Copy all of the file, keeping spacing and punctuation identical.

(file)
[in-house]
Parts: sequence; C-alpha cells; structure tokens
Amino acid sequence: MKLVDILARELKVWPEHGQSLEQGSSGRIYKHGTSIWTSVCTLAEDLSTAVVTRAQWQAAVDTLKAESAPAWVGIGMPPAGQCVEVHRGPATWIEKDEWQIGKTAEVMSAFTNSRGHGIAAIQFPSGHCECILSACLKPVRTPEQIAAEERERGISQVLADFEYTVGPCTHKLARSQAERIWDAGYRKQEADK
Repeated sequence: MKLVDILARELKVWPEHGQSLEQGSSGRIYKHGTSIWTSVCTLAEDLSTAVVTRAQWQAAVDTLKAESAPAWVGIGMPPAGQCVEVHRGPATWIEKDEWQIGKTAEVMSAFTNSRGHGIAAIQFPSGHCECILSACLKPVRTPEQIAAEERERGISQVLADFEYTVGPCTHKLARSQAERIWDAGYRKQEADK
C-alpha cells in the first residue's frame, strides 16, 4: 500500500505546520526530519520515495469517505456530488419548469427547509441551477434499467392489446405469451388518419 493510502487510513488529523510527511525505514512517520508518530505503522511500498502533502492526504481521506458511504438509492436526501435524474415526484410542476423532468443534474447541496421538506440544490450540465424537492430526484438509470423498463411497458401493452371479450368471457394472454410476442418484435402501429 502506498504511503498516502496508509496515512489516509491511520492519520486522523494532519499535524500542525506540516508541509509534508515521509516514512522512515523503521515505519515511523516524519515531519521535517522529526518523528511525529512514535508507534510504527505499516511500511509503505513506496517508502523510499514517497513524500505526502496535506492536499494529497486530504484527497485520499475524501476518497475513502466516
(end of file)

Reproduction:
[in-house]
Parts: sequence; C-alpha cells; structure tokens
Amino acid sequence: MKLVDILARELKVWPEHGQSLEQGSSGRIYKHGTSIWTSVCTLAEDLSTAVVTRAQWQAAVDTLKAESAPAWVGIGMPPAGQCVEVHRGPATWIEKDEWQIGKTAEVMSAFTNSRGHGIAAIQFPSGHCECILSACLKPVRTPEQIAAEERERGISQVLADFEYTVGPCTHKLARSQAERIWDAGYRKQEADK
Repeated sequence: MKLVDILARELKVWPEHGQSLEQGSSGRIYKHGTSIWTSVCTLAEDLSTAVVTRAQWQAAVDTLKAESAPAWVGIGMPPAGQCVEVHRGPATWIEKDEWQIGKTAEVMSAFTNSRGHGIAAIQFPSGHCECILSACLKPVRTPEQIAAEERERGISQVLADFEYTVGPCTHKLARSQAERIWDAGYRKQEADK
C-alpha cells in the first residue's frame, strides 16, 4: 500500500505546520526530519520515495469517505456530488419548469427547509441551477434499467392489446405469451388518419 493510502487510513488529523510527511525505514512517520508518530505503522511500498502533502492526504481521506458511504438509492436526501435524474415526484410542476423532468443534474447541496421538506440544490450540465424537492430526484438509470423498463411497458401493452371479450368471457394472454410476442418484435402501429 502506498504511503498516502496508509496515512489516509491511520492519520486522523494532519499535524500542525506540516508541509509534508515521509516514512522512515523503521515505519515511523516524519515531519521535517522529526518523528511525529512514535508507534510504527505499516511500511509503505513506496517508502523510499514517497513524500505526502496535506492536499494529497486530504484527497485520499475524501476518497475513502466516